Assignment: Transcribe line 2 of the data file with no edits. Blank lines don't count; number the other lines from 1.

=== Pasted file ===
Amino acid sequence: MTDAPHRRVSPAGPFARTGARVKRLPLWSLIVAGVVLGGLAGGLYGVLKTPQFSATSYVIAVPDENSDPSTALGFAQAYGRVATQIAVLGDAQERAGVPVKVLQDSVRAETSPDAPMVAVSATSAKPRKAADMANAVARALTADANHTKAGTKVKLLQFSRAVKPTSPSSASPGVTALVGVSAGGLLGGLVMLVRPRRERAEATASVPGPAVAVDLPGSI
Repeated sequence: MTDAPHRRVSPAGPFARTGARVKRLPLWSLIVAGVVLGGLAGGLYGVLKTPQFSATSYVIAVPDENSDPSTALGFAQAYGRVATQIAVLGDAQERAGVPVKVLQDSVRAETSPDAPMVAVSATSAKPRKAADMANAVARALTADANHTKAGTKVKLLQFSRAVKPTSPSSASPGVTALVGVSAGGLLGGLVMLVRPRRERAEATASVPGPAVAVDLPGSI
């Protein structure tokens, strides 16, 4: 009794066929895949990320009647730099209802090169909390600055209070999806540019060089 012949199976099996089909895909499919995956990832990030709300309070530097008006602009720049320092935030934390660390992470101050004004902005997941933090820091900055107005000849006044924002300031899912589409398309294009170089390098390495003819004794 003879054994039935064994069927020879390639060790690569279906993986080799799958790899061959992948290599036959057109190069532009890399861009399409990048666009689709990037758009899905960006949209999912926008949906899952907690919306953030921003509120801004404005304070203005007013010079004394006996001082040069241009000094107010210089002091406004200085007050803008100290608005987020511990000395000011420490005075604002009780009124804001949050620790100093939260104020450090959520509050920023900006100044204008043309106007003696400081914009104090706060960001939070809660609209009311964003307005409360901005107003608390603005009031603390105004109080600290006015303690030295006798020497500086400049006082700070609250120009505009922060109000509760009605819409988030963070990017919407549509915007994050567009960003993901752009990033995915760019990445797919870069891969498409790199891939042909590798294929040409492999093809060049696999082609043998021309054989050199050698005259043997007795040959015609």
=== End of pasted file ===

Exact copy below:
Repeated sequence: MTDAPHRRVSPAGPFARTGARVKRLPLWSLIVAGVVLGGLAGGLYGVLKTPQFSATSYVIAVPDENSDPSTALGFAQAYGRVATQIAVLGDAQERAGVPVKVLQDSVRAETSPDAPMVAVSATSAKPRKAADMANAVARALTADANHTKAGTKVKLLQFSRAVKPTSPSSASPGVTALVGVSAGGLLGGLVMLVRPRRERAEATASVPGPAVAVDLPGSI